Since the photographers featured in the Local Photographer Showcases in each city are supremely talented and excited about reaching new audiences with their work, we will be regularly featuring them to give you more insight into their work and their experience Crusading. Next up is Jennifer Georgescu from the SF Crusade pop-up:
Tell us a little about your background as a photographer and where you are now with your work.
I grew up in a very artistic family, and I have always known that that was also the path that I would take for my life. My father is a well-known folk artist and my mother is a painter and so I started painting at a very early age and was really into oils. At the age of 13, my parents enrolled me in an art high school in Chattanooga, TN where I was first introduced to the medium of photography. My love of painting and photography quickly became intertwined, and I began searching for ways to combine them.
I painted from my photographs for a number of years until I was introduced to Photoshop: it blew my mind. Photoshop was the answer for what I was searching for; a way to paint with photographs. I never used oil paint again. My work is influenced by artists such as Sandy Skoglund, Duane Michals, and the ParkeHarrison’s who all look at art making as a conceptualized production rather that an instant captured. In my work I utilize medium format film, sets, sculpture, studio lighting, and digital technology to create purely pre-conceived, pre-visualized images.
How did you hear about the Crusade, and what were your initial impressions?
I had been following the Jennifer Schwartz Gallery for the past year and saw the Crusade for Art as a great opportunity to get to meet Jennifer and do something new and different in my own community. I expected that people would be standoffish when approached on the streets and certainly wasn’t expecting any “heavy” conversation about my art. I was mainly excited to network a bit with the other four artists chosen to participate in the event.
How did the event go for you? Was it like you expected or different? Better or worse?
I was pleasantly surprised by how enthusiastic people were when I approached them and how open they were to receiving my explanation and thought process for creating “Sand, Stone, Dead Leaves & Bone.” It was also a fantastic feeling to be able to approach random people in the street and have them really respond to what I’m doing. I had 30 people sign up for my newsletter, people were trying to buy my book (I only brought one!), and best of all I made contact with people I hope to encountered again.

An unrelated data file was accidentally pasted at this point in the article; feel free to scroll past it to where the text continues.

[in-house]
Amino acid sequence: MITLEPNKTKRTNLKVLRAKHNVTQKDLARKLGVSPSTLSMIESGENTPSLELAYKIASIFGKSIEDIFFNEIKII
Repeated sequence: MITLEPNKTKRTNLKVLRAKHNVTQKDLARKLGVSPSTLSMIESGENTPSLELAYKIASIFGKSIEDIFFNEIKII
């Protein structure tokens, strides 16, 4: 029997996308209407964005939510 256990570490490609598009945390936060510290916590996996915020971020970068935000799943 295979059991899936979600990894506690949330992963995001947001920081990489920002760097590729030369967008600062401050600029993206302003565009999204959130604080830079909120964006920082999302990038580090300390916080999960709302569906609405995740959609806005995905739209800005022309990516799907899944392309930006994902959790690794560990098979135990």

What do you hope will come out of the experience for you - personally and professionally? Do you think those are realistic expectations?
I am uncertain if this crusade will result in any major sales or gallery exhibitions, but it did result in my having access to the most unexpected of audiences. It was a great experience just to have had conversations with people about my art and make some friends that I otherwise would have just passed by in the street. This was a really engaging project for the community, a new experience for me as well, and I would definitely wish to participate in something like this again.
Tell us about the image you gave away at the event and how to see more of your work.
The image I chose to give away was from my new body of work:
“Sand, Stone, Dead Leaves & Bone”:
It seems that while that we can recognize that we are a part of nature, there is evidence of a disconnect taking place. We have no solid definition of what it is that we claim to be a part of, and rationality is privileged over wildness and chaos. We set aside small areas of land for enjoyment, we pay to see caged animals; we want to “dabble” in nature so that we can feel closer to it. “Sand, Stones, Dead Leaves & Bone” examines our relationship to nature and the anxiety that comes from our lack of contact with it.
Presented in this project are slightly unsettling images of humans being engulfed by nature and vice versa; attractive and repulsive in their approach. This dualism suggests that perhaps we fear nature might win if we don’t dominate it, while at the same time alluding to the acceptance of not being in control. Through the use of medium format film photography, installation, and digital technology, I explore “backyard” suburban nature and the integration of the physical and mental self into its surroundings.
You can see more of my work at